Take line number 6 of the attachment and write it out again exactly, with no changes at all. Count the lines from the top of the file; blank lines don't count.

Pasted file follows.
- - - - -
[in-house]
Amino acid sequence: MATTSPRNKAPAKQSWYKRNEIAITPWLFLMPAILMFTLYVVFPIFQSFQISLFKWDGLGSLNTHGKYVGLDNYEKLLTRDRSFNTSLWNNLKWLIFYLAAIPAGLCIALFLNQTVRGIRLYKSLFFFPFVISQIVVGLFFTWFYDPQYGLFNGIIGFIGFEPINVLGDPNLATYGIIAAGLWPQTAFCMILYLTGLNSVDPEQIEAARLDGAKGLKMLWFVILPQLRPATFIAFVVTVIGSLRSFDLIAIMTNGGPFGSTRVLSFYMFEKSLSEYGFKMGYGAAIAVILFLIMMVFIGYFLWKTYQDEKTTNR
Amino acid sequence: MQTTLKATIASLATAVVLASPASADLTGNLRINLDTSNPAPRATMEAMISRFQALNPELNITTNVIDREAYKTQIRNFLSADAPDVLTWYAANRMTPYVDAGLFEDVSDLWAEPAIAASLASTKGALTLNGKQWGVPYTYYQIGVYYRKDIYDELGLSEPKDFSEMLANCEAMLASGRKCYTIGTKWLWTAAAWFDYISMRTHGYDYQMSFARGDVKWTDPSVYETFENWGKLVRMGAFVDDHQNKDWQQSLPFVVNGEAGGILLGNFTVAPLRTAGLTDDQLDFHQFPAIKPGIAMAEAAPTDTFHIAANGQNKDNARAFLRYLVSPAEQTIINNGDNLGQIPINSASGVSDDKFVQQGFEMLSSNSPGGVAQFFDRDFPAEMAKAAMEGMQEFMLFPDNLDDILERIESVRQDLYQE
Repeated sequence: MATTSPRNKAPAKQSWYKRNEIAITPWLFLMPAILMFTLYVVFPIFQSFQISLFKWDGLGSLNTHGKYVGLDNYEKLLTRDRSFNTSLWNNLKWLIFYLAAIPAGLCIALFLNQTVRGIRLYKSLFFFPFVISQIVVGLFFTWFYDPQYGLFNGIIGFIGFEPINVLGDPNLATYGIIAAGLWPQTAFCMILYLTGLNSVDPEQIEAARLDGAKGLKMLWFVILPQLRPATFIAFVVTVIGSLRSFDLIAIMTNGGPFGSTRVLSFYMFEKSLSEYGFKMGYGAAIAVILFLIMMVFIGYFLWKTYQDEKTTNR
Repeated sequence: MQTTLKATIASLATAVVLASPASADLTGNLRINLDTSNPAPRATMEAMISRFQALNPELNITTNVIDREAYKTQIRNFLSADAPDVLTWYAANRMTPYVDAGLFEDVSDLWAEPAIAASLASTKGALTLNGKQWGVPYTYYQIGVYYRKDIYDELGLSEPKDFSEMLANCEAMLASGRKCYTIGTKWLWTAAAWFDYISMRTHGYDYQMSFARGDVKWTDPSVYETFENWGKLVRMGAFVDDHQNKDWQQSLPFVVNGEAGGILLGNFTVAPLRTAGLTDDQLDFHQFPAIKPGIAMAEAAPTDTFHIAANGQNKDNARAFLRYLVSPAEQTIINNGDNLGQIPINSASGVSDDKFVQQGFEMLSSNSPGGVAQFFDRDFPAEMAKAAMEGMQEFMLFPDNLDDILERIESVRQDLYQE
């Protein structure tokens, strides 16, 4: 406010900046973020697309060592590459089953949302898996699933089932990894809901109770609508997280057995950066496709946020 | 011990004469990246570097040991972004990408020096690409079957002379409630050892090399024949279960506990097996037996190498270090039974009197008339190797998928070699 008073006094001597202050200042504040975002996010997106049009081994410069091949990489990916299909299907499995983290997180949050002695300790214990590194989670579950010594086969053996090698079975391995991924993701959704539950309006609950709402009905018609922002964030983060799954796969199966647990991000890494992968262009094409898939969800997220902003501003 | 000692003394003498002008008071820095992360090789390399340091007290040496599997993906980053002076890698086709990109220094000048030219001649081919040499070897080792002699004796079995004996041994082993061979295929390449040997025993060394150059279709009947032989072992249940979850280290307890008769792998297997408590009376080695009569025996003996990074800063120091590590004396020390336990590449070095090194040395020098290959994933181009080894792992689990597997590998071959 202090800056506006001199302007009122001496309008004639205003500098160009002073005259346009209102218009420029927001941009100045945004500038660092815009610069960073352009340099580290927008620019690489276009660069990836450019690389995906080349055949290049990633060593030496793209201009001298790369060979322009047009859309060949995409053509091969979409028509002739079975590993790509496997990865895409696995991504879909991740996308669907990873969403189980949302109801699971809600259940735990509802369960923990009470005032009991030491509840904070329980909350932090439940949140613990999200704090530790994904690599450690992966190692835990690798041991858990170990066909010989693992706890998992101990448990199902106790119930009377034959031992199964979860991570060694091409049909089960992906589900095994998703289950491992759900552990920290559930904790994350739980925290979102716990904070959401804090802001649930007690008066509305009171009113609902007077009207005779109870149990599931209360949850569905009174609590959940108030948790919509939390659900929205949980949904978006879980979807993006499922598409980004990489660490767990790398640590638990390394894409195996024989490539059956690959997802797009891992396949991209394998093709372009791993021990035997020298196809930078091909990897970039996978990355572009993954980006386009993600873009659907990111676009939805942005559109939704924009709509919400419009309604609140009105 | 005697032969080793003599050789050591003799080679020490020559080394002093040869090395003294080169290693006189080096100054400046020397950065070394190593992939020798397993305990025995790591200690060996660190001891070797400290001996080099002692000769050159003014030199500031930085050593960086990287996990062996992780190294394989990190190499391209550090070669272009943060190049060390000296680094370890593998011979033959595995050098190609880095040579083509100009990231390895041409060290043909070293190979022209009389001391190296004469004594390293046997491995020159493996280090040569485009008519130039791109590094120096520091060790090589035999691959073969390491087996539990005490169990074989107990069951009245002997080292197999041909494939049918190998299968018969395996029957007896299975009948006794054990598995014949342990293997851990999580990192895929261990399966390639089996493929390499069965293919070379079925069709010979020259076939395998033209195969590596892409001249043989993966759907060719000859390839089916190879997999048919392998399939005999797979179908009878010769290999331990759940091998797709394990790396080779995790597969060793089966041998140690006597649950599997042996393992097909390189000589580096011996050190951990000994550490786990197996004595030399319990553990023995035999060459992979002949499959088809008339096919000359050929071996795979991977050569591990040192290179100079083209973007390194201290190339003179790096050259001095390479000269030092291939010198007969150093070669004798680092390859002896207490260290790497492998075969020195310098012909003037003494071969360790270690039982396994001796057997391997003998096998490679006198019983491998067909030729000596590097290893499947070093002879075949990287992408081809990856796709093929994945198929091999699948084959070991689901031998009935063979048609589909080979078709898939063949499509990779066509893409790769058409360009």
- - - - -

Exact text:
């Protein structure tokens, strides 16, 4: 406010900046973020697309060592590459089953949302898996699933089932990894809901109770609508997280057995950066496709946020 | 011990004469990246570097040991972004990408020096690409079957002379409630050892090399024949279960506990097996037996190498270090039974009197008339190797998928070699 008073006094001597202050200042504040975002996010997106049009081994410069091949990489990916299909299907499995983290997180949050002695300790214990590194989670579950010594086969053996090698079975391995991924993701959704539950309006609950709402009905018609922002964030983060799954796969199966647990991000890494992968262009094409898939969800997220902003501003 | 000692003394003498002008008071820095992360090789390399340091007290040496599997993906980053002076890698086709990109220094000048030219001649081919040499070897080792002699004796079995004996041994082993061979295929390449040997025993060394150059279709009947032989072992249940979850280290307890008769792998297997408590009376080695009569025996003996990074800063120091590590004396020390336990590449070095090194040395020098290959994933181009080894792992689990597997590998071959 202090800056506006001199302007009122001496309008004639205003500098160009002073005259346009209102218009420029927001941009100045945004500038660092815009610069960073352009340099580290927008620019690489276009660069990836450019690389995906080349055949290049990633060593030496793209201009001298790369060979322009047009859309060949995409053509091969979409028509002739079975590993790509496997990865895409696995991504879909991740996308669907990873969403189980949302109801699971809600259940735990509802369960923990009470005032009991030491509840904070329980909350932090439940949140613990999200704090530790994904690599450690992966190692835990690798041991858990170990066909010989693992706890998992101990448990199902106790119930009377034959031992199964979860991570060694091409049909089960992906589900095994998703289950491992759900552990920290559930904790994350739980925290979102716990904070959401804090802001649930007690008066509305009171009113609902007077009207005779109870149990599931209360949850569905009174609590959940108030948790919509939390659900929205949980949904978006879980979807993006499922598409980004990489660490767990790398640590638990390394894409195996024989490539059956690959997802797009891992396949991209394998093709372009791993021990035997020298196809930078091909990897970039996978990355572009993954980006386009993600873009659907990111676009939805942005559109939704924009709509919400419009309604609140009105 | 005697032969080793003599050789050591003799080679020490020559080394002093040869090395003294080169290693006189080096100054400046020397950065070394190593992939020798397993305990025995790591200690060996660190001891070797400290001996080099002692000769050159003014030199500031930085050593960086990287996990062996992780190294394989990190190499391209550090070669272009943060190049060390000296680094370890593998011979033959595995050098190609880095040579083509100009990231390895041409060290043909070293190979022209009389001391190296004469004594390293046997491995020159493996280090040569485009008519130039791109590094120096520091060790090589035999691959073969390491087996539990005490169990074989107990069951009245002997080292197999041909494939049918190998299968018969395996029957007896299975009948006794054990598995014949342990293997851990999580990192895929261990399966390639089996493929390499069965293919070379079925069709010979020259076939395998033209195969590596892409001249043989993966759907060719000859390839089916190879997999048919392998399939005999797979179908009878010769290999331990759940091998797709394990790396080779995790597969060793089966041998140690006597649950599997042996393992097909390189000589580096011996050190951990000994550490786990197996004595030399319990553990023995035999060459992979002949499959088809008339096919000359050929071996795979991977050569591990040192290179100079083209973007390194201290190339003179790096050259001095390479000269030092291939010198007969150093070669004798680092390859002896207490260290790497492998075969020195310098012909003037003494071969360790270690039982396994001796057997391997003998096998490679006198019983491998067909030729000596590097290893499947070093002879075949990287992408081809990856796709093929994945198929091999699948084959070991689901031998009935063979048609589909080979078709898939063949499509990779066509893409790769058409360009």